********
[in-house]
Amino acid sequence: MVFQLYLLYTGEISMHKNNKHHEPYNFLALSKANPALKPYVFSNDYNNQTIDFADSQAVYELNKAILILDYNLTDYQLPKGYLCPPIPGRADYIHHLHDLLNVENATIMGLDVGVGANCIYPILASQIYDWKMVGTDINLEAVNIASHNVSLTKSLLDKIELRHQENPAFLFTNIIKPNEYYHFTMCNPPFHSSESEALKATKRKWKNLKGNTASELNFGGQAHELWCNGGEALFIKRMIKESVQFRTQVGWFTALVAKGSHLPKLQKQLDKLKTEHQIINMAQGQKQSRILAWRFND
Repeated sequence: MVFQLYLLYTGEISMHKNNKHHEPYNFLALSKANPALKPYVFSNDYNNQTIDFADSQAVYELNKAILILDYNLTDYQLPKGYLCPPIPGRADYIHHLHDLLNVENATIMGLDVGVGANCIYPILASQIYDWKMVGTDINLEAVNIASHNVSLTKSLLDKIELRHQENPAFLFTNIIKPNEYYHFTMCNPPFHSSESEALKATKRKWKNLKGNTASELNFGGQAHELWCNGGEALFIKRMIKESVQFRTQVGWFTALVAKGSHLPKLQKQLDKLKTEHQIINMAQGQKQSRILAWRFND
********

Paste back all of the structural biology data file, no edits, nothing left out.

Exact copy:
[in-house]
Amino acid sequence: MVFQLYLLYTGEISMHKNNKHHEPYNFLALSKANPALKPYVFSNDYNNQTIDFADSQAVYELNKAILILDYNLTDYQLPKGYLCPPIPGRADYIHHLHDLLNVENATIMGLDVGVGANCIYPILASQIYDWKMVGTDINLEAVNIASHNVSLTKSLLDKIELRHQENPAFLFTNIIKPNEYYHFTMCNPPFHSSESEALKATKRKWKNLKGNTASELNFGGQAHELWCNGGEALFIKRMIKESVQFRTQVGWFTALVAKGSHLPKLQKQLDKLKTEHQIINMAQGQKQSRILAWRFND
Repeated sequence: MVFQLYLLYTGEISMHKNNKHHEPYNFLALSKANPALKPYVFSNDYNNQTIDFADSQAVYELNKAILILDYNLTDYQLPKGYLCPPIPGRADYIHHLHDLLNVENATIMGLDVGVGANCIYPILASQIYDWKMVGTDINLEAVNIASHNVSLTKSLLDKIELRHQENPAFLFTNIIKPNEYYHFTMCNPPFHSSESEALKATKRKWKNLKGNTASELNFGGQAHELWCNGGEALFIKRMIKESVQFRTQVGWFTALVAKGSHLPKLQKQLDKLKTEHQIINMAQGQKQSRILAWRFND